Three ways to take the stress out of auto financing

Buying a car can be a stressful and intimidating endeavor. Still, you have to admit that it’s also quite exciting. You imagine yourself behind the wheel of your new car. It gives you a sense of independence like you’ve reached an important milestone in your life. For this reason, many people tend to put a lot of effort into finding the perfect car. The one that fits their needs and personal taste. A reflection of who they are and what they value the most. By the time they have to think about auto-financing, they’re exhausted and too enthusiastic about using their best judgment let look how we can take stress out of auto financing. 

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Image by Toby Parsons from Pixabay

While choosing the right car is essential, finding auto financing is an integral part of the process. Not many of us can afford to pay full price on the spot, so we have to look at financing options. This research is a lot less fun than comparing car models, but if you get a bad deal, you’ll end up paying more than you should or ruining your credit score. Many aspects may confuse you at first, and sadly, many dealers try to take advantage of your confusion. Before you drive off into the sunset, let’s go through some of the best ways of taking the stress out of auto financing.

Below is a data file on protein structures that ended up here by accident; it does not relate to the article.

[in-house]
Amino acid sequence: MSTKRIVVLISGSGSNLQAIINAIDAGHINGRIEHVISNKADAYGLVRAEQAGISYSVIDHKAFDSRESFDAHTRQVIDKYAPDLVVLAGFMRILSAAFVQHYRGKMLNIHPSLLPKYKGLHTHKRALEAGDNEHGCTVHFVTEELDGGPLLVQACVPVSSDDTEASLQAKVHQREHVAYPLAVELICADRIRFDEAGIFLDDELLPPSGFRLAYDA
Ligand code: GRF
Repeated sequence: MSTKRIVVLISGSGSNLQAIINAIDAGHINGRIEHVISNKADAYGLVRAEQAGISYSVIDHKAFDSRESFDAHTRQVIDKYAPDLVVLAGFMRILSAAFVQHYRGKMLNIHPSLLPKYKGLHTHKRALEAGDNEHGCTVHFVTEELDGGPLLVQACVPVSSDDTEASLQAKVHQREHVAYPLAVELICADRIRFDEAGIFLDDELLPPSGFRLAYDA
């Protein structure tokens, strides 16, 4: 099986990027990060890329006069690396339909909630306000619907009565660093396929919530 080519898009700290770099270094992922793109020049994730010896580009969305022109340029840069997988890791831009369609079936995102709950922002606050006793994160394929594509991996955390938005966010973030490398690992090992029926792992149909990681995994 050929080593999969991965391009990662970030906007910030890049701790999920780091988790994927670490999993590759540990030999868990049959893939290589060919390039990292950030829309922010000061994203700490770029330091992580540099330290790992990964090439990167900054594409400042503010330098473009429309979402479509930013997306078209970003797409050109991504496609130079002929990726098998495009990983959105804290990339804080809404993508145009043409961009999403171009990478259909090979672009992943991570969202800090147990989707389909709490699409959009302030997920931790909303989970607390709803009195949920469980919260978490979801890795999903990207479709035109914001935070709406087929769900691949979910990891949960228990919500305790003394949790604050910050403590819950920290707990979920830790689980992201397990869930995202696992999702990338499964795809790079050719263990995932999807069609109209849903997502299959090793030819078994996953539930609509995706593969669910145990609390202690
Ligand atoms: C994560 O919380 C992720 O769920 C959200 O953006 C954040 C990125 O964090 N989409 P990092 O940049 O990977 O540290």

Figure out how much you can afford 

Once you’ve narrowed down the list of what car models and accessories you’d like and decided between buying new or used, it’s time to come up with a budget. Before you start shopping for an auto loan, you need to figure out how much you can afford and are willing to pay. Ensure that your budget covers both the car’s price and other costs of ownership, such as insurance and vehicle maintenance. You’ll also want to factor in taxes, title fees, dealer fees, and annual registration fees.

Many of us make the mistake of evaluating the loan only in terms of monthly payments. Be careful here because if you lower your monthly payments by taking a longer loan, you’ll end up paying more in interest. Let’s say you get approved for a $20,000 loan at an interest rate of 4.75%. If you pay it in 3 years, your total interest will be $1,498. If you took out the same amount for six years, you would have lower monthly payments, but your total interest will be $3,024. That’s more than double. You also have to consider that with a longer loan, you put yourself at risk of negative equity – you’ll owe more than what the vehicle is worth. This will become a problem in a few years if you want to trade-in or sell it to get a new one. 

When calculating how much money you can spend on your car every month, add the cost of gas. If the amount turns out to be higher than what you’re comfortable with, instead of prolonging your loan, which many dealers suggest, consider taking some time to save for a larger down payment, buying a less expensive car, or fewer features and options. Another solution is to shop around for the best financing sources. We will cover this in the next section. 

Explore your loan options